(Note: This article originally appeared on EE Times Europe.)
Gesture recognition is not only a technology for computer games and mobile devices – it increasingly is also an option for innovative automotive human-machine interfaces. Chip maker Elmos AG now has implemented the respective signal processing within one chip.
In an automotive context, gesture recognition can be used in many ways: It can be used to implement touchscreen-like user interfaces such as virtual keyboards for navigation systems, or slide bars for air conditioning units, or similar control elements in multimedia devices, in particular if the OEM wishes to implement haptic-free controls.
Other application options go beyond HMIs. Since it can be adjusted for a range of up to several meters, it also can be used to implement blind-spot recognition or for automatic park distance control devices, explained an Elmos spokesperson. Other applications include interior surveillance or a "wake-up system" for keyless entry systems in order to speed up the latter's reaction time.
Elmos' E909.06 integrated circuit makes use of optical and capacitive measurement principles to turn a gesture into an electric control signal. Both principles can be used simultaneously and independently of each other. In connection with a simple SMD infrared diode, the range is restricted to some 30 cm, but with other lighting elements, the range can be extended. Using a patented signal processing scheme dubbed HALIOS (High Ambience Light Independent Optical System) the action of the system is reliable also under changing exterior light conditions.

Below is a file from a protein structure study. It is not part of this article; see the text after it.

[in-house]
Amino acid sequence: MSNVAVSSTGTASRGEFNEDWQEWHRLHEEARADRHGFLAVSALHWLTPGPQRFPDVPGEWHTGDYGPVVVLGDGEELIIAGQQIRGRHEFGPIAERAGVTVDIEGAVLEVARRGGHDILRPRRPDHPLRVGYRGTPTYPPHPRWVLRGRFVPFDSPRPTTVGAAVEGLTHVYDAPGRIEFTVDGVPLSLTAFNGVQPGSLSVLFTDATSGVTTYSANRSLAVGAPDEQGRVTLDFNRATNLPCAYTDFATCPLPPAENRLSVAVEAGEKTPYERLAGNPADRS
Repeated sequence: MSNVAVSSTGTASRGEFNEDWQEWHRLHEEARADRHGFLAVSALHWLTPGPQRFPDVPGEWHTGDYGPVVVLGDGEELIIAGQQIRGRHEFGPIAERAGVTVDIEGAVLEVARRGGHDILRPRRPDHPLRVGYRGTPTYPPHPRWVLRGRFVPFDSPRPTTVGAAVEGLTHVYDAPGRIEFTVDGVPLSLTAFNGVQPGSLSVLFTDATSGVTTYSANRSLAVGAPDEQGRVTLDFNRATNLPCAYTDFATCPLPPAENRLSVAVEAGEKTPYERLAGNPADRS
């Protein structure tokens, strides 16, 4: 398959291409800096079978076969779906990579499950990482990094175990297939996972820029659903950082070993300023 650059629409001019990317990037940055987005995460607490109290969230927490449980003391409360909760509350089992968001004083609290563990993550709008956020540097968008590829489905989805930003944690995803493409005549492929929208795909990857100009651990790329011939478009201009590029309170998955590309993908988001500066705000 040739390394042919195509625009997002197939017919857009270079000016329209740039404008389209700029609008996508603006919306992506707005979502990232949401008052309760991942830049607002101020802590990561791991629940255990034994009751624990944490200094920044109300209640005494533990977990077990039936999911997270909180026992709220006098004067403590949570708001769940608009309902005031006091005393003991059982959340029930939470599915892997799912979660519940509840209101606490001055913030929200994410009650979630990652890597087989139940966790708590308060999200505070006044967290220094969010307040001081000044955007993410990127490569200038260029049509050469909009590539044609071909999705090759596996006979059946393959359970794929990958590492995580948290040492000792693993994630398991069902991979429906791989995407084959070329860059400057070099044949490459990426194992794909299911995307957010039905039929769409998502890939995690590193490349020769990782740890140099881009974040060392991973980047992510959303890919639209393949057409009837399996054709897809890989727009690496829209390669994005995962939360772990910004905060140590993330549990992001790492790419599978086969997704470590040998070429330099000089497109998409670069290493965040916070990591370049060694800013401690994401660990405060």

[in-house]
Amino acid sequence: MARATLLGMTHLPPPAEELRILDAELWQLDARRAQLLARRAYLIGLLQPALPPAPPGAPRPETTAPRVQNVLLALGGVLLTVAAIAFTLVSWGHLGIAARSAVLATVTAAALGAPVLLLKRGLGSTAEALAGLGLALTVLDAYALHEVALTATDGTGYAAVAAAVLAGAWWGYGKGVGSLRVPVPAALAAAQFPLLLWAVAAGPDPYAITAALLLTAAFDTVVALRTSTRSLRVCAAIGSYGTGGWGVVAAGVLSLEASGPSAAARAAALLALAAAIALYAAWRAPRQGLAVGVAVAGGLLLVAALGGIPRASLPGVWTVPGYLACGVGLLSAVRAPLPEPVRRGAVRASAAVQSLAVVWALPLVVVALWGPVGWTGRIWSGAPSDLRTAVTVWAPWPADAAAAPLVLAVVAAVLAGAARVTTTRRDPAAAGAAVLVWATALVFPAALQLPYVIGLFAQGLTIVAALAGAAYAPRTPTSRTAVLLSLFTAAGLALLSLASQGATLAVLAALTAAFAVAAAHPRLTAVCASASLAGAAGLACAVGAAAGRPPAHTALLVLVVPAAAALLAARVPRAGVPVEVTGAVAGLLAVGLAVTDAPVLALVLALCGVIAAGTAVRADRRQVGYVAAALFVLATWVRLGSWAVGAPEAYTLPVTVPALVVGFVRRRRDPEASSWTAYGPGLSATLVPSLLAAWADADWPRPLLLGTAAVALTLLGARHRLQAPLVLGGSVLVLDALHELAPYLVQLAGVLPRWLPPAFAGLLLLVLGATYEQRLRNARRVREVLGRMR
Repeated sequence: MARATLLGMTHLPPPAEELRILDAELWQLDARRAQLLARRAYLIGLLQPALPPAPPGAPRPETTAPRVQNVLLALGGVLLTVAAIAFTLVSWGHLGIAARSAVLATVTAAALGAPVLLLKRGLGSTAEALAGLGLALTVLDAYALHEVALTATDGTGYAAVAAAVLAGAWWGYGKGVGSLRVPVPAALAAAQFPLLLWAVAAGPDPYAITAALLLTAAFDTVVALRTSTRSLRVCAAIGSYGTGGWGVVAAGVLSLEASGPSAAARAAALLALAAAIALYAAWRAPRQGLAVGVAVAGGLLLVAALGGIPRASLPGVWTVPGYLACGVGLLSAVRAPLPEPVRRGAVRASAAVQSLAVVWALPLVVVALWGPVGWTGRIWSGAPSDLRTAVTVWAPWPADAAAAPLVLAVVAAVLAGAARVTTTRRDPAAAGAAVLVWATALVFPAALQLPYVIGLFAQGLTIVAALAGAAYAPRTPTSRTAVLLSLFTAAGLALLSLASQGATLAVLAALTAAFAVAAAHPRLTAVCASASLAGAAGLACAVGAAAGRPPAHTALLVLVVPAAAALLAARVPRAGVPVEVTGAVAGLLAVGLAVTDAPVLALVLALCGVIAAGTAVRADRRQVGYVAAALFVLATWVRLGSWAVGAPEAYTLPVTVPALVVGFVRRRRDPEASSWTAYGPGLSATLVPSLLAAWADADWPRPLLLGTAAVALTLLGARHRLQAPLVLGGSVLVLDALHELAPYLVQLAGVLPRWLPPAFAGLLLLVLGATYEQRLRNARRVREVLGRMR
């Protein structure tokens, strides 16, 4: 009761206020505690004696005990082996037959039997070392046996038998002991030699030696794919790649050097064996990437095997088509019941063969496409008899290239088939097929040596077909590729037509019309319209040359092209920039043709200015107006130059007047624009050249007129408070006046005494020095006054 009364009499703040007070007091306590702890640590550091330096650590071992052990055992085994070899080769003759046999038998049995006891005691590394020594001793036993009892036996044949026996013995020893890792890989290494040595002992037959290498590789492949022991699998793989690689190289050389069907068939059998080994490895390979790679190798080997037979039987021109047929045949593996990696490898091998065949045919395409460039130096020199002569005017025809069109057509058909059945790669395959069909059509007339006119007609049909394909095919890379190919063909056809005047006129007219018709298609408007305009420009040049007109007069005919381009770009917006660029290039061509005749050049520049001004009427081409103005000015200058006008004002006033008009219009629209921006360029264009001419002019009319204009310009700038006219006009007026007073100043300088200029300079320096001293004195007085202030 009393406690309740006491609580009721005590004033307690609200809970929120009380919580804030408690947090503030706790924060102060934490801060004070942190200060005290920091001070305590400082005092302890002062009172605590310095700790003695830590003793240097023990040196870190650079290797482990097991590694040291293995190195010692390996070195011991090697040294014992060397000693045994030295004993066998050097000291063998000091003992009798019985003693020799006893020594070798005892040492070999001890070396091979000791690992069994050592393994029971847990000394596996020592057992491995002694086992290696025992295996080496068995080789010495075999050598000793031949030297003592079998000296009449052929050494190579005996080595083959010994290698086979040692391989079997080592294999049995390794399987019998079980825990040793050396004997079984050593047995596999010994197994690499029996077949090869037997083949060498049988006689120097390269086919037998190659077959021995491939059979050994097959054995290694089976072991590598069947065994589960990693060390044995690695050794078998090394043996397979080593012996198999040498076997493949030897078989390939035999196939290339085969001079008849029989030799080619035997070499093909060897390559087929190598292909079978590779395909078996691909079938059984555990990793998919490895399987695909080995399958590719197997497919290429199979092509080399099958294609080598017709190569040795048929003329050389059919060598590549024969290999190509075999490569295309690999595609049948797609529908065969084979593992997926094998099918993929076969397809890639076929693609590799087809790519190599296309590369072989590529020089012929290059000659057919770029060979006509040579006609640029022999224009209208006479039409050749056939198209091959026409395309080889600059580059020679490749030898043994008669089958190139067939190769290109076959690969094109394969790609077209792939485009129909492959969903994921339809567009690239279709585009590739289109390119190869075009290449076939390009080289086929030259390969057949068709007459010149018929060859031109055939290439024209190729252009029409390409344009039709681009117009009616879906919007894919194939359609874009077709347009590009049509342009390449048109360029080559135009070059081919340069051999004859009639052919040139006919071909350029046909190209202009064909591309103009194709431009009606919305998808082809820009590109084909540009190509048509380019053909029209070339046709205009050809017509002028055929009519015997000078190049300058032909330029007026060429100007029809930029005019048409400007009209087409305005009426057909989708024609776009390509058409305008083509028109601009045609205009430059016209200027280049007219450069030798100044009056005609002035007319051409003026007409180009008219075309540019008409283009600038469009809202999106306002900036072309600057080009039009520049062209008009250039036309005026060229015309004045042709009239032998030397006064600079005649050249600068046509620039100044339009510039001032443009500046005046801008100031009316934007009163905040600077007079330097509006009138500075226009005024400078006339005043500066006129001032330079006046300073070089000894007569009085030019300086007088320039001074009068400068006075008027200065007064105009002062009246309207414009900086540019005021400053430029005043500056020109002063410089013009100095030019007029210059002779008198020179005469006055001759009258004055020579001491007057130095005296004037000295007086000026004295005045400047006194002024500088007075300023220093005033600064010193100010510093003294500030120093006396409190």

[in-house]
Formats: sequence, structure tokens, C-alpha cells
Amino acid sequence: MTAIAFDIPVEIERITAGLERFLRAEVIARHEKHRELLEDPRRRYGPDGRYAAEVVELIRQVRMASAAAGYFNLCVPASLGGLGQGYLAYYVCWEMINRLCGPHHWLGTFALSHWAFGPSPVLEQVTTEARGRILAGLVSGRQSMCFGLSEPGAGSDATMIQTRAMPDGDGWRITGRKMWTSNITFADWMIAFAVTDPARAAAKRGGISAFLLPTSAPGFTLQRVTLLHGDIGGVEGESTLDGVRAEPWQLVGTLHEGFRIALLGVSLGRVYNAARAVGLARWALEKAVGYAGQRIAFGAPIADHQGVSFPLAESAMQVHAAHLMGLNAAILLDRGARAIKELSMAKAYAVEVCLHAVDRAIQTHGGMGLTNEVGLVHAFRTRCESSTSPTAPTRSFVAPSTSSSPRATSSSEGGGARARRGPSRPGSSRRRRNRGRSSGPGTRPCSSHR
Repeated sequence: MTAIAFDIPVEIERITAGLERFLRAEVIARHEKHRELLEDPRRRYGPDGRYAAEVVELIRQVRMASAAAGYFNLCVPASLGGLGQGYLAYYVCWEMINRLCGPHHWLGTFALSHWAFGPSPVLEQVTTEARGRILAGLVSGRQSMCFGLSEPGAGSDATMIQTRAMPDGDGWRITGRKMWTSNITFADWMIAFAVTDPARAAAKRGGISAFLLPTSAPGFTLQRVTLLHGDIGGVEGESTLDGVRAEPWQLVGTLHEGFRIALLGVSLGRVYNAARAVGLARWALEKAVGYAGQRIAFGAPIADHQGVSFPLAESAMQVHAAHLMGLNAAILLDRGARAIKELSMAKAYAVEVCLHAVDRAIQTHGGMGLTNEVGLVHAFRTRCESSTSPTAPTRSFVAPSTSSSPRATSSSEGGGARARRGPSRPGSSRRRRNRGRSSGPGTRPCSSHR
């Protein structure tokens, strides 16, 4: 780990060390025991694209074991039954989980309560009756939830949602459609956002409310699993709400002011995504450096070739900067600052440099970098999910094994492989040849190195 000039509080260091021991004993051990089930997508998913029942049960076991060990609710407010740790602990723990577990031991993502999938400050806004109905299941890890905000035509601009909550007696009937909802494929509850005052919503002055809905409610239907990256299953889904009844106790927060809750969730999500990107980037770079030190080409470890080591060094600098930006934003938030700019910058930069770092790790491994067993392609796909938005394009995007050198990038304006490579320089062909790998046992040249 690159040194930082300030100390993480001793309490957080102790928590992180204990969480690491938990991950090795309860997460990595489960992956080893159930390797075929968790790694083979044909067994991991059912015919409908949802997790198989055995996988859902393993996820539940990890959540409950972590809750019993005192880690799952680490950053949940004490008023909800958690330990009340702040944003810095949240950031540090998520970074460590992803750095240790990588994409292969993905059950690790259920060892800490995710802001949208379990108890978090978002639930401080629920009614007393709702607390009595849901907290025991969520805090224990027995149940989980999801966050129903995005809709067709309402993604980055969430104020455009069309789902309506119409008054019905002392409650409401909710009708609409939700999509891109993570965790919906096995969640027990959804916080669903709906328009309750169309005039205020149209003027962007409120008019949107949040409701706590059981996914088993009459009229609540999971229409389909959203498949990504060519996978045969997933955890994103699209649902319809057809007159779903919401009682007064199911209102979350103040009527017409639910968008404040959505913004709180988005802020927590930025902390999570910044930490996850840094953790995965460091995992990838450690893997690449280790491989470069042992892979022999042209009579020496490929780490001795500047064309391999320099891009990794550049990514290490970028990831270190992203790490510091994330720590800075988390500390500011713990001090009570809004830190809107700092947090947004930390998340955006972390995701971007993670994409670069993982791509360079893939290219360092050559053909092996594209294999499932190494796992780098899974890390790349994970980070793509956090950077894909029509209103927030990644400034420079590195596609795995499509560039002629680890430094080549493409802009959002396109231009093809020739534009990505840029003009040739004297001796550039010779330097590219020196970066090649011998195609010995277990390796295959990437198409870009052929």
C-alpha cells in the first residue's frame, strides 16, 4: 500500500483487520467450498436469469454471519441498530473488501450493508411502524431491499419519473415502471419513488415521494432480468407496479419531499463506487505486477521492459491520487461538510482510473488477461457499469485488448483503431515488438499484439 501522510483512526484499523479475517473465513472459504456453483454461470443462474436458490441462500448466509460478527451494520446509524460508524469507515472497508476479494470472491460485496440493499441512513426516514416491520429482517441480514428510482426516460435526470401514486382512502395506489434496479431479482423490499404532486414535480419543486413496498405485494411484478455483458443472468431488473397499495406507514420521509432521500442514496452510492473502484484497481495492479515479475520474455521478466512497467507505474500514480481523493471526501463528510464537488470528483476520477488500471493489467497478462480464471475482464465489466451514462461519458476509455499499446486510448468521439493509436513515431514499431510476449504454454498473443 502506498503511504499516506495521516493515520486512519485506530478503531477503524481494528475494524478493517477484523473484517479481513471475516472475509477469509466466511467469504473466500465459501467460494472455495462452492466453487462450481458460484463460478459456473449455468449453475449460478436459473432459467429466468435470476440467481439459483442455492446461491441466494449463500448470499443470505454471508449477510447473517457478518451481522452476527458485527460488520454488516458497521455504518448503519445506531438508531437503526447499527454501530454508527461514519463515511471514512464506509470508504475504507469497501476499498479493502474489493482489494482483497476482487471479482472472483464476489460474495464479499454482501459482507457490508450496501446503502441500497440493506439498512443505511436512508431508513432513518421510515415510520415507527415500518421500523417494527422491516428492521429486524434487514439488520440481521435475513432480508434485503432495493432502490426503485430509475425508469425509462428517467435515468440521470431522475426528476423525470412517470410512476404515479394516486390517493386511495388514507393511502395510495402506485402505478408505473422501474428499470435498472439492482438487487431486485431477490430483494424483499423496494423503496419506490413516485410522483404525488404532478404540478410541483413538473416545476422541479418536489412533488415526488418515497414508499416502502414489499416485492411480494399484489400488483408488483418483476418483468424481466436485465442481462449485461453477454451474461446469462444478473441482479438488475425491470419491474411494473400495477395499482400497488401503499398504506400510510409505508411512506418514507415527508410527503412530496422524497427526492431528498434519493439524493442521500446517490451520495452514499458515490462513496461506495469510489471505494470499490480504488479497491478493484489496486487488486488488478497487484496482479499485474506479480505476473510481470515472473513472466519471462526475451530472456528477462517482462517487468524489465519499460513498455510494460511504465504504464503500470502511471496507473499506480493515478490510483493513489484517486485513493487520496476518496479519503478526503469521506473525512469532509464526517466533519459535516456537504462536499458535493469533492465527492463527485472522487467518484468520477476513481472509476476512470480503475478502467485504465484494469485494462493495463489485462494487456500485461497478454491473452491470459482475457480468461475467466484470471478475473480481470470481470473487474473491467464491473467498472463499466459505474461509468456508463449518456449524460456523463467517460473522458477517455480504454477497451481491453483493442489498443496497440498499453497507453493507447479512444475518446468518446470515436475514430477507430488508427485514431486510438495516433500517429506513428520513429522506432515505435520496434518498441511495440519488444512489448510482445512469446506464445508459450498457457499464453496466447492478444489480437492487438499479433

The device can be used to interpret gestures in x-, y- and z axis or any combination hereof, Elmos says. The reaction speed can be adjusted by software, with the measurement duration is only 250 microseconds per channel. An integrated 16-bit controller runs customer-specific software.
The product contains four independent output drivers, a differential reception channel and a characteristic compensation channel. In addition, eight digital I/O lines as well as I2C, SPI and LIN interfaces are implemented.
The chip is qualified for automotive use according to AEC Q100. However, the company also plans to offer it for other application fields such as contact-free controls in industrial, medical and customer devices.
For more information, visit Elmos' website under www.elmos.de